Like some gawker slowing down to linger over a roadside disaster scene or a NASCAR junkie unable to tear himself away from video footage of some particularly spectacular speedway carnage, I find myself returning again and again to the Nov. 2 election results.
Dateline: England—A gang of inept thieves tried to break into an automated teller machine near a gas station in Worcester, using an oxyacetylene blowtorch. A spokesman for the local West Mercia Police summed up the results best: “The attempted theft, which was reported to police at 12:10 a.m. today, resulted in the cash machine catching fire.” With their victim in flames and their loot in ashes, the thieves ran away. Police are appealing for witnesses to the attempted theft.
House Party—On Friday and Saturday, Nov. 19 and 20, the Guild Cinema in Nob Hill will be hosting the Southwestern premiere of the new horror flick The Halfway House. The film stars cult icon Mary Woronov (Eating Raoul, Rock 'n' Roll High School, Death Race 2000) and is best described as a campy mixture of monster movie, nunsploitation and the ever-popular “girls in prison” genre. The film's writer/director, the one and only Kenneth J. Hall (Puppetmaster, Evil Spawn, Dr. Alien, Nightmare Sisters), will be in town to introduce the film, which begins at 10:30 p.m. each night. Also in attendance will be one of the film's main stars, Albuquerque's own homegrown scream queen Stephanie Leighs (The Stink of Flesh, Pretty Dead Things). Hall and Leighs will participate in a question-
This weekend you can get a jump on holiday shopping simply by taking the 25-mile drive northward up to Placitas. Artists and art lovers of all stripes will be infesting this little burg during the 23rd Annual Placitas Holiday Fine Arts and Crafts Sale.
Just after I wrote that whole story on oatmeal, I noticed Quaker Supreme at the grocery store. Quaker Supreme is a line of "heartier" oatmeal packets clearly marketed for adults. It's slightly better than regular Quaker oatmeal packets, but don't be fooled. It's not great. I know I run the risk of sounding like some crazed hippie (or worse, my mother) but when it comes to prepackaged and preflavored things like oatmeal and yogurt, you're really better off making your own. Buy a big tub of yogurt. Spoon as much as you want into a glass and then add your own jam, honey, granola, cinnamon sugar, pomegranate syrup, whatever. It's always better. The same is true of oatmeal. Why would I pay extra for sub-par cinnamon- and pecan-flavored oatmeal? I mean, the stuff is still a white, pasty glop when you pull it out of the microwave, despite the picture on the box. Where is this brimming bowl of dark, richly textured oats? Not in my Radarange. For one thing, the bowl and spoon in this picture are obviously a demitasse cup and its dainty stirrer. That's it. I've had enough. I'm going to start working on making my own recipes for oatmeal and find a way to put it in individual packets. You just wait and see.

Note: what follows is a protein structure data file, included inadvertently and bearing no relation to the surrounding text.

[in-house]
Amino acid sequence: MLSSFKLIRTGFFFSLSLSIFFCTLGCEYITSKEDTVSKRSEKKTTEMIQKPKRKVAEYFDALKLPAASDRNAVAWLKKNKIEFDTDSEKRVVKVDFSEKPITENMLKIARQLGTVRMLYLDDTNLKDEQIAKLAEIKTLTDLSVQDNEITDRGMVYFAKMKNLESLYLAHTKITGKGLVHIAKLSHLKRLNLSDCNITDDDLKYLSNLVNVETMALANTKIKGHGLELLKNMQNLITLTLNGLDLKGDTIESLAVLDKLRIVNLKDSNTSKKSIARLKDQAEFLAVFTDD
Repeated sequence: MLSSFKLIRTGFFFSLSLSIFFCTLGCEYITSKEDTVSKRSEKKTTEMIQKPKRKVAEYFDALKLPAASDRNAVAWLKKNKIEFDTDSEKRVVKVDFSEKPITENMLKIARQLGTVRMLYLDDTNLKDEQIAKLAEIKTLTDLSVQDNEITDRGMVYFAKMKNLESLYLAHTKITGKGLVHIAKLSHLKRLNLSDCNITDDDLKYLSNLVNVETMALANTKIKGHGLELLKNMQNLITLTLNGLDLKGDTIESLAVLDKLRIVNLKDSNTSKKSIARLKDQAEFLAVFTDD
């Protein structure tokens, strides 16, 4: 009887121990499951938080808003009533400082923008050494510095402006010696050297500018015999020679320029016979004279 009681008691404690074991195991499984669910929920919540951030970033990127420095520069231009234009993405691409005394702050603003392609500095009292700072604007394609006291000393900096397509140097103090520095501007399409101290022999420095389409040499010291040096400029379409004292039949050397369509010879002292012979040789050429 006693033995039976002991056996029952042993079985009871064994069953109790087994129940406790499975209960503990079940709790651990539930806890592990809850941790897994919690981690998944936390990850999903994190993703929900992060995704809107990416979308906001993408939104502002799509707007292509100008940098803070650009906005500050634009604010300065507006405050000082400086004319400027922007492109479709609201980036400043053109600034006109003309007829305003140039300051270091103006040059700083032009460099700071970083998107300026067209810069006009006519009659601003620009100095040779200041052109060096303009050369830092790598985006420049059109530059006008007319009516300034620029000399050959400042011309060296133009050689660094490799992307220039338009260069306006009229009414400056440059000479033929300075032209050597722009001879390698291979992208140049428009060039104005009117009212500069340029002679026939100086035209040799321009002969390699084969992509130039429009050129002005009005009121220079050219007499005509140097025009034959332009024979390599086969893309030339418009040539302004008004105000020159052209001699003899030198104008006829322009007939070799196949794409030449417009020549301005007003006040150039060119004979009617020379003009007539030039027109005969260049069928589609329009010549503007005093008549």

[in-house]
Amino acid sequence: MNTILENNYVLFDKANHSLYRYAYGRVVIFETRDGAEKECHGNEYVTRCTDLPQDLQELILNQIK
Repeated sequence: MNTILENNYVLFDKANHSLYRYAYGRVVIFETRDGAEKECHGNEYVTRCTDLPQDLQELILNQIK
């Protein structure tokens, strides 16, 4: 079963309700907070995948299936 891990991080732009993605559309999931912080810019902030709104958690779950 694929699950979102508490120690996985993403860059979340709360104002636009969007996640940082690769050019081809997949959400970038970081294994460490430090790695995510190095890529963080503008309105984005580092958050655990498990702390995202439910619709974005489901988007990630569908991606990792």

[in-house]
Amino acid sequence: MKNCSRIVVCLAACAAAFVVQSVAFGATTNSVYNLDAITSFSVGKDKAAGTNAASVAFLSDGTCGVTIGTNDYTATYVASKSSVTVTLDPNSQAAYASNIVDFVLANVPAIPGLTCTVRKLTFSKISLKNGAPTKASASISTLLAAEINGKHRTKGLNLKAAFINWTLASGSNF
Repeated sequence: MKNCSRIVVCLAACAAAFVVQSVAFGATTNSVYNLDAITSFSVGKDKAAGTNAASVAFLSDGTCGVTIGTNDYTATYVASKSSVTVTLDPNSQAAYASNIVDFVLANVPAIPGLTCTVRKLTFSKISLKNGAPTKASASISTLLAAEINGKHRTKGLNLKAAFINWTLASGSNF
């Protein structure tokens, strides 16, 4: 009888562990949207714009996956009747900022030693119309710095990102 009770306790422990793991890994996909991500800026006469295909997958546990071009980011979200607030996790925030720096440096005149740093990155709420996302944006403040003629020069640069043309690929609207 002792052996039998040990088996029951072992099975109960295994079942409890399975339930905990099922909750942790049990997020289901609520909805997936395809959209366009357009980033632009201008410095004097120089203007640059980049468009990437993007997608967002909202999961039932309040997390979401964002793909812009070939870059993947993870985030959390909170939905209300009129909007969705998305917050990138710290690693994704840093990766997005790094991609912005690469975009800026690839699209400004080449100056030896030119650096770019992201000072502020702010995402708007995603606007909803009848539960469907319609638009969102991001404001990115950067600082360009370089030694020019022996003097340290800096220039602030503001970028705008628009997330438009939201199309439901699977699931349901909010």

You must go eat at Pho #1. Both times I've been to this brand-new Vietnamese restaurant at San Pedro and Zuni (268-0488), it's been packed with a mix of Vietnamese and non-Vietnamese patrons. What's all the fuss about? Well, the atmosphere is nothing remarkable, so it must be the fantastic food. Chef Day Nguyen previously had restaurants in Boston, Mass. and Arlington, Texas, but recently moved here for the pleasant climate. Pho #1 is owned by Nguyen's brother-in-law Hue Chung and their house specialty is the magnificent Seven Courses of Beef. Don't be intimidated by the confusing names of the dishes. Grill Hawaiian loaf leaf beef is absolutely scrumptious, for example; so is steamed beef paste/meatball mixed with glass noodles and spices. It sounds horrifying, I know, and the meatball isn't much to look at either, but I swear it's one of the best things I've eaten in recent memory. Whatever you do, don't miss the beef grilled on your table and served with a lemongrass sauce. It's to die for. Oh, and make sure you have time for a leisurely dinner. Service can be slow for a regular meal, but the seven courses of beef takes a pleasantly long time to get through as well.